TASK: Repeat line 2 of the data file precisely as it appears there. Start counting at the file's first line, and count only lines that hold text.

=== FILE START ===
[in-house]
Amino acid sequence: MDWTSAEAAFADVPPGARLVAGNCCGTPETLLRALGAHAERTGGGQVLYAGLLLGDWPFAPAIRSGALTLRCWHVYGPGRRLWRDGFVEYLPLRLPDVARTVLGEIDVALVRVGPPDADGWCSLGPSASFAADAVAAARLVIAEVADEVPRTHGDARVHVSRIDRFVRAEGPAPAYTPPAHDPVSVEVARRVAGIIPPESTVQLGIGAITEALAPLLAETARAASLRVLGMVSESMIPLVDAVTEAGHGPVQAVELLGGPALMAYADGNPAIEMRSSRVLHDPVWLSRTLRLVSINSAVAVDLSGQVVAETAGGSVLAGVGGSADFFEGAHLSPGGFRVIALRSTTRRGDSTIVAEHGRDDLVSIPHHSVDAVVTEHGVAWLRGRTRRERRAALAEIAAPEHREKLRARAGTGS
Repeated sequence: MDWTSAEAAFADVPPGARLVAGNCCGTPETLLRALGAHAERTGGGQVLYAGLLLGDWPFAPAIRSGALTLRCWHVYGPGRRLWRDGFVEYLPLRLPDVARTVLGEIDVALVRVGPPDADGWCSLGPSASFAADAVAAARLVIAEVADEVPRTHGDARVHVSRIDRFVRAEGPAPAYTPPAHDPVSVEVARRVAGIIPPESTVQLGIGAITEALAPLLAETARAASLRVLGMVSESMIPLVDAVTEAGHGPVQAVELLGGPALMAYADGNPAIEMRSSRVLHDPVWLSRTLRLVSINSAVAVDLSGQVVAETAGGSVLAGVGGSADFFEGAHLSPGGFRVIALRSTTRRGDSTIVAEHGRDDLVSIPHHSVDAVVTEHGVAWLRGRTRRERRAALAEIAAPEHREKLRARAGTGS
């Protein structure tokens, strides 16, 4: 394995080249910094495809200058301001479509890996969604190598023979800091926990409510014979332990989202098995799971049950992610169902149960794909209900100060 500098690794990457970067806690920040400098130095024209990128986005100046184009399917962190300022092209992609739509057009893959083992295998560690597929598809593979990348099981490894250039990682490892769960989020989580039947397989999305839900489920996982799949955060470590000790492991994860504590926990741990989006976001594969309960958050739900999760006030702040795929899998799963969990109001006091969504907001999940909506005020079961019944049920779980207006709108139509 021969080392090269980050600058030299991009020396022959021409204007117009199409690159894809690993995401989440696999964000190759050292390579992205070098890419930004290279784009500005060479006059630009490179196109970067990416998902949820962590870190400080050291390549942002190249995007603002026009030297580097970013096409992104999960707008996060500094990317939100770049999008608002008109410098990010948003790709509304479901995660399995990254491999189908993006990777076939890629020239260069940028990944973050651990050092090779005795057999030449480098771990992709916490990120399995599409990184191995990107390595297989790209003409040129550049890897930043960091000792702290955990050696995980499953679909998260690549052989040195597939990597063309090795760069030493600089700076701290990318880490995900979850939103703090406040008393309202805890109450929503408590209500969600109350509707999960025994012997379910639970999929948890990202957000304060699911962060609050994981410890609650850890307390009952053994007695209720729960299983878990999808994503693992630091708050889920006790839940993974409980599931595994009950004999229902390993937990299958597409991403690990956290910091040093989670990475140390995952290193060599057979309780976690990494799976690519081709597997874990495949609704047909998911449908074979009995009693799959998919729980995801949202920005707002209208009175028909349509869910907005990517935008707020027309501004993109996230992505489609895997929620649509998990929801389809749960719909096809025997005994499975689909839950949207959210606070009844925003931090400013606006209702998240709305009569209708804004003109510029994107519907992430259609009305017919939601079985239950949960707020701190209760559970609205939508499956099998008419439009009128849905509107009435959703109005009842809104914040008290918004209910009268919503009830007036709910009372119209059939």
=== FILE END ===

Amino acid sequence: MDWTSAEAAFADVPPGARLVAGNCCGTPETLLRALGAHAERTGGGQVLYAGLLLGDWPFAPAIRSGALTLRCWHVYGPGRRLWRDGFVEYLPLRLPDVARTVLGEIDVALVRVGPPDADGWCSLGPSASFAADAVAAARLVIAEVADEVPRTHGDARVHVSRIDRFVRAEGPAPAYTPPAHDPVSVEVARRVAGIIPPESTVQLGIGAITEALAPLLAETARAASLRVLGMVSESMIPLVDAVTEAGHGPVQAVELLGGPALMAYADGNPAIEMRSSRVLHDPVWLSRTLRLVSINSAVAVDLSGQVVAETAGGSVLAGVGGSADFFEGAHLSPGGFRVIALRSTTRRGDSTIVAEHGRDDLVSIPHHSVDAVVTEHGVAWLRGRTRRERRAALAEIAAPEHREKLRARAGTGS